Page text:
Fits localized GP model for dynamic computer experiments via singular value decomposition of the response matrix Y for large N (the number of observations) using the algorithm proposed by Zhang et al. (2018) . The current version only supports 64-bit architecture.


Paper: Foundations for conditional probability

We analyze several formalizations of conditional probability and find a new one that encompasses all. Our main result is that a preference relation on random quantities called a plausible preorder induces a coherent conditional expectation; and vice versa, that every coherent function can be extended to a conditional expectation induced by a plausible preorder. The advantages of our approach include a convenient justification of probability laws by the properties of plausible preorders, independence on probability interpretations, or the ability to extend conditional probability to any nonzero condition. In particular, if C is a nonzero condition and \Prob is coherent, then it can be extended so that \Prob(0|C)=0, \Prob(C|C)=1 and \Prob(1|C)=1, no matter whether \Prob(C) is zero or whether it is defined.


Paper: Uncertainty and causal emergence in complex networks

The connectivity of a network conveys information about the dependencies between nodes. We show that this information can be analyzed by measuring the uncertainty (and certainty) contained in paths along nodes and links in a network. Specifically, we derive from first principles a measure known as effective information and describe its behavior in common network models. Networks with higher effective information contain more information within the dependencies between nodes. We show how subgraphs of nodes can be grouped into macro-nodes, reducing the size of a network while increasing its effective information, a phenomenon known as causal emergence. We find that causal emergence is common in simulated and real networks across biological, social, informational, and technological domains. Ultimately, these results show that the emergence of higher scales in networks can be directly assessed, and that these higher scales offer a way to create certainty out of uncertainty.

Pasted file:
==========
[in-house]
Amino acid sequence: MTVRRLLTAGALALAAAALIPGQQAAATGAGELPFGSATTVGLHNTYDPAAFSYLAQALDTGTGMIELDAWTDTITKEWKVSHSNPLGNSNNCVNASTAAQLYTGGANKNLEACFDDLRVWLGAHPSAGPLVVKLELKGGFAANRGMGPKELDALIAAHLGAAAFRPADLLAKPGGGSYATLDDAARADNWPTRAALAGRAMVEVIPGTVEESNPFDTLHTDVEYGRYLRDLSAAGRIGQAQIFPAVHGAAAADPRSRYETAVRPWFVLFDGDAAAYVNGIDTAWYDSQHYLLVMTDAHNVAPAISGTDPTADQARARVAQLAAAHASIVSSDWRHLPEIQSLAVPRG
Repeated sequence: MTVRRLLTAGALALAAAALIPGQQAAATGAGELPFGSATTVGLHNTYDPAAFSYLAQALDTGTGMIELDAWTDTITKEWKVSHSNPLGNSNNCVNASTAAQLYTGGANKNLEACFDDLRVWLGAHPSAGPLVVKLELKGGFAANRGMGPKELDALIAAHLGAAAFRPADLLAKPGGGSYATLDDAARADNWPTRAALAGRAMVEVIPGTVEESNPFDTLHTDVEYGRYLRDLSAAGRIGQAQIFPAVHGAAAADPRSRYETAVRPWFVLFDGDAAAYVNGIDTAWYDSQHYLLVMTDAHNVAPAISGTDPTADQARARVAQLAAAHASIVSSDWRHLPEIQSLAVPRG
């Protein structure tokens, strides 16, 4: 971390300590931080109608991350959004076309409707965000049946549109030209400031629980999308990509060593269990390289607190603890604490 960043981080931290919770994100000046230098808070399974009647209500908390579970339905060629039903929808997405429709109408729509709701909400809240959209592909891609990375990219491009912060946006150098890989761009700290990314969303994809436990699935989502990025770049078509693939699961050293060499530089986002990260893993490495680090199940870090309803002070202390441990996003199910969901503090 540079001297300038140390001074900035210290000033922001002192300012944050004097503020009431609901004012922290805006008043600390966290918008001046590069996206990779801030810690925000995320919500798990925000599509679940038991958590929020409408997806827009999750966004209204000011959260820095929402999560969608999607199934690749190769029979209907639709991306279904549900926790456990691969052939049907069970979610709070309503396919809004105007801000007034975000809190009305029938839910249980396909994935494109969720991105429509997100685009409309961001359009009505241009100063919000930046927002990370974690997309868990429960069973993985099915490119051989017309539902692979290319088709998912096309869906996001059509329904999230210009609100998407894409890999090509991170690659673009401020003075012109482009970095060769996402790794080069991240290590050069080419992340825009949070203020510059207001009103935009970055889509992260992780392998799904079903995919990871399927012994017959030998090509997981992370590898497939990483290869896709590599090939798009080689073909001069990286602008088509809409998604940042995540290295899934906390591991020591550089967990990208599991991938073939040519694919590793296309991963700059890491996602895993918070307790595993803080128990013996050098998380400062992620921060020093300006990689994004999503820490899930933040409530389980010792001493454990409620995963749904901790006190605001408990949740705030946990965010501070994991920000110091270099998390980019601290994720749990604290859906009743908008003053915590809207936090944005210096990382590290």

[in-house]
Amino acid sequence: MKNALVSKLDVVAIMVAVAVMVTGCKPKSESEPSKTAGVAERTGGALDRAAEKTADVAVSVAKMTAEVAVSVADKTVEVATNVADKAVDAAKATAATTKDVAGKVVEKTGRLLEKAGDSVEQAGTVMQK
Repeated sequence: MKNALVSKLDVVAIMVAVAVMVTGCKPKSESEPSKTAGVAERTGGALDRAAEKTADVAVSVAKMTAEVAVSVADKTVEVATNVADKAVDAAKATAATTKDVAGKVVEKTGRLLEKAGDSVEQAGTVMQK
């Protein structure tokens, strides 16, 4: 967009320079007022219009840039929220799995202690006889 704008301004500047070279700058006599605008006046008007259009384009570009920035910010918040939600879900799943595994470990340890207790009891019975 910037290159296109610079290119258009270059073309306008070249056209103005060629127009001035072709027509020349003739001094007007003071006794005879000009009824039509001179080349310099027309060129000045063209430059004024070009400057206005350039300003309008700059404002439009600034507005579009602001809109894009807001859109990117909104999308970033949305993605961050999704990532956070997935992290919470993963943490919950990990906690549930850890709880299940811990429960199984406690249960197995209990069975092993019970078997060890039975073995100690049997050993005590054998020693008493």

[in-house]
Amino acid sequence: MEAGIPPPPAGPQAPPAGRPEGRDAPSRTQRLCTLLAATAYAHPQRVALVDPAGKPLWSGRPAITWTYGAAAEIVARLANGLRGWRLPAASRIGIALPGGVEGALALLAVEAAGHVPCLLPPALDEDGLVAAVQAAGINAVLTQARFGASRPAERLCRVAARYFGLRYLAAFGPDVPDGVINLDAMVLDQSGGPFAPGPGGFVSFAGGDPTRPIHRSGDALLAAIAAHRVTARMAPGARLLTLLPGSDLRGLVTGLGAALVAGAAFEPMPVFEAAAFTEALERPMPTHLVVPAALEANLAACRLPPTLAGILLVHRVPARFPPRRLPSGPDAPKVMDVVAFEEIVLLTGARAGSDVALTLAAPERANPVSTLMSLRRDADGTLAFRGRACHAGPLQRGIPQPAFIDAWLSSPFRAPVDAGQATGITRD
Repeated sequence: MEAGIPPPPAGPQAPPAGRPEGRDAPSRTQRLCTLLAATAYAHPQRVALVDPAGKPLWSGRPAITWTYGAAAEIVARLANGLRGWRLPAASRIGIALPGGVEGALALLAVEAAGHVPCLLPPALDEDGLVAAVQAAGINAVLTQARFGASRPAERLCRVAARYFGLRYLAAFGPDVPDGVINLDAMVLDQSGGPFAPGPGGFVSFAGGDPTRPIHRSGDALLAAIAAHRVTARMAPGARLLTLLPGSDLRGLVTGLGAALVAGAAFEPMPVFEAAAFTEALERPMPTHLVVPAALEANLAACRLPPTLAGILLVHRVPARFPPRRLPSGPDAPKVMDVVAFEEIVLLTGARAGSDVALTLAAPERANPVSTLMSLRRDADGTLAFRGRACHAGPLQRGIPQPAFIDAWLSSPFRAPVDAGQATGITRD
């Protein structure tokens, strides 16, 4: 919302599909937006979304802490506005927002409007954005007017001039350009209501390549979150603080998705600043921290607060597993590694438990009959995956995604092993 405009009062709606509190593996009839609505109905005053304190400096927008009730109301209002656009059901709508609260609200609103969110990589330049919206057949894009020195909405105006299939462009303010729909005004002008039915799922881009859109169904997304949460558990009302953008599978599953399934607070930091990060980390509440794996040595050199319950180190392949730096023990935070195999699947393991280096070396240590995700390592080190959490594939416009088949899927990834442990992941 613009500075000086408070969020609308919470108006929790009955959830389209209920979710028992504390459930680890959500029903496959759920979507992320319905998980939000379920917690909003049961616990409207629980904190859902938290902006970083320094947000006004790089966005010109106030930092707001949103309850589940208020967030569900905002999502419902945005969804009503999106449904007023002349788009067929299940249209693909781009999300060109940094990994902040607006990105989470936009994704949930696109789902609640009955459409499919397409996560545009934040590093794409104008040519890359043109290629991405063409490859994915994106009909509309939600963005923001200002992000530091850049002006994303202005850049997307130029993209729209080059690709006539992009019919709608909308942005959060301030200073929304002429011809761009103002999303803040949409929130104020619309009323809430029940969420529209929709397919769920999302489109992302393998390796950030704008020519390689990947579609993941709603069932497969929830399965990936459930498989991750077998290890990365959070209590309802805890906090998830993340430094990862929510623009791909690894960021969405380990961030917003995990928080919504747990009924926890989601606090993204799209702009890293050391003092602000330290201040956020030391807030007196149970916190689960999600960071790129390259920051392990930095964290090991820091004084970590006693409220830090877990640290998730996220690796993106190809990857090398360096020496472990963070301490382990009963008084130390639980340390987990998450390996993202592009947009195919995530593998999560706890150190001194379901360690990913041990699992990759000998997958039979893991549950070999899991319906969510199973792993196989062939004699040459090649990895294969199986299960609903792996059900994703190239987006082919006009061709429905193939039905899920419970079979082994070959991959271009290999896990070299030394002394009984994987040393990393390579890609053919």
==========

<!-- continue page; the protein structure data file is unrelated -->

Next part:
Paper: Quantifying Confounding Bias in Neuroimaging Datasets with Causal Inference

Neuroimaging datasets keep growing in size to address increasingly complex medical questions. However, even the largest datasets today alone are too small for training complex machine learning models. A potential solution is to increase sample size by pooling scans from several datasets. In this work, we combine 12,207 MRI scans from 15 studies and show that simple pooling is often ill-advised due to introducing various types of biases in the training data. First, we systematically define these biases. Second, we detect bias by experimentally showing that scans can be correctly assigned to their respective dataset with 73.3% accuracy. Finally, we propose to tell causal from confounding factors by quantifying the extent of confounding and causality in a single dataset using causal inference. We achieve this by finding the simplest graphical model in terms of Kolmogorov complexity. As Kolmogorov complexity is not directly computable, we employ the minimum description length to approximate it. We empirically show that our approach is able to estimate plausible causal relationships from real neuroimaging data.